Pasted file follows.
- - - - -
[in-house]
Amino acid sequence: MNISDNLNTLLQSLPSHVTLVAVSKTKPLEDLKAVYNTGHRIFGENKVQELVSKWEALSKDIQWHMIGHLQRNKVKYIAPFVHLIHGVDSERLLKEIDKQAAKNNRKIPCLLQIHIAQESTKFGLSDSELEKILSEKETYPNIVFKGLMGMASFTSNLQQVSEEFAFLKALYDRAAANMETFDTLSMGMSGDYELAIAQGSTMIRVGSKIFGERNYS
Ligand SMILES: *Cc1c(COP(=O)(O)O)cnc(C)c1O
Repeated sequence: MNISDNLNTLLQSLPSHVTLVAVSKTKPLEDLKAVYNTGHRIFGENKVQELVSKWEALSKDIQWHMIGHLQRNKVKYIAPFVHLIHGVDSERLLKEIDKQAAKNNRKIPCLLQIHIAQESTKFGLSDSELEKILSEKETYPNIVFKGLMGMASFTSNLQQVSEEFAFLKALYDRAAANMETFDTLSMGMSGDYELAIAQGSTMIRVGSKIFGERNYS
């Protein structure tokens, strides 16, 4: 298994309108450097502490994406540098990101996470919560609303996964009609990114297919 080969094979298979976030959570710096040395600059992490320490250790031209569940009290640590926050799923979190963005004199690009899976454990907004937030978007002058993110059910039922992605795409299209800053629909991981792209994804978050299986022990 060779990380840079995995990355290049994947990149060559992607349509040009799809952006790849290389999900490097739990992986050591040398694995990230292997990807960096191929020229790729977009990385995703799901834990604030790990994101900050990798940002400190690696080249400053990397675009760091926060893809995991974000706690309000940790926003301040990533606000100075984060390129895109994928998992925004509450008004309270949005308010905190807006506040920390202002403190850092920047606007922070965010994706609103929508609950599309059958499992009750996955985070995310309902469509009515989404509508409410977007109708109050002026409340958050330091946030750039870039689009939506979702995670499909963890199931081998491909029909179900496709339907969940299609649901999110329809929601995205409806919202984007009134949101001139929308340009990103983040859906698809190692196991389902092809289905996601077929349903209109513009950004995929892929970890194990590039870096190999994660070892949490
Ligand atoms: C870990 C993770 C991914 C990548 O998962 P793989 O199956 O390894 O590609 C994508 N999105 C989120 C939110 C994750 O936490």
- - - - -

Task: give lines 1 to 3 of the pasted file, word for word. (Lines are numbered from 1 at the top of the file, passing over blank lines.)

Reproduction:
[in-house]
Amino acid sequence: MNISDNLNTLLQSLPSHVTLVAVSKTKPLEDLKAVYNTGHRIFGENKVQELVSKWEALSKDIQWHMIGHLQRNKVKYIAPFVHLIHGVDSERLLKEIDKQAAKNNRKIPCLLQIHIAQESTKFGLSDSELEKILSEKETYPNIVFKGLMGMASFTSNLQQVSEEFAFLKALYDRAAANMETFDTLSMGMSGDYELAIAQGSTMIRVGSKIFGERNYS
Ligand SMILES: *Cc1c(COP(=O)(O)O)cnc(C)c1O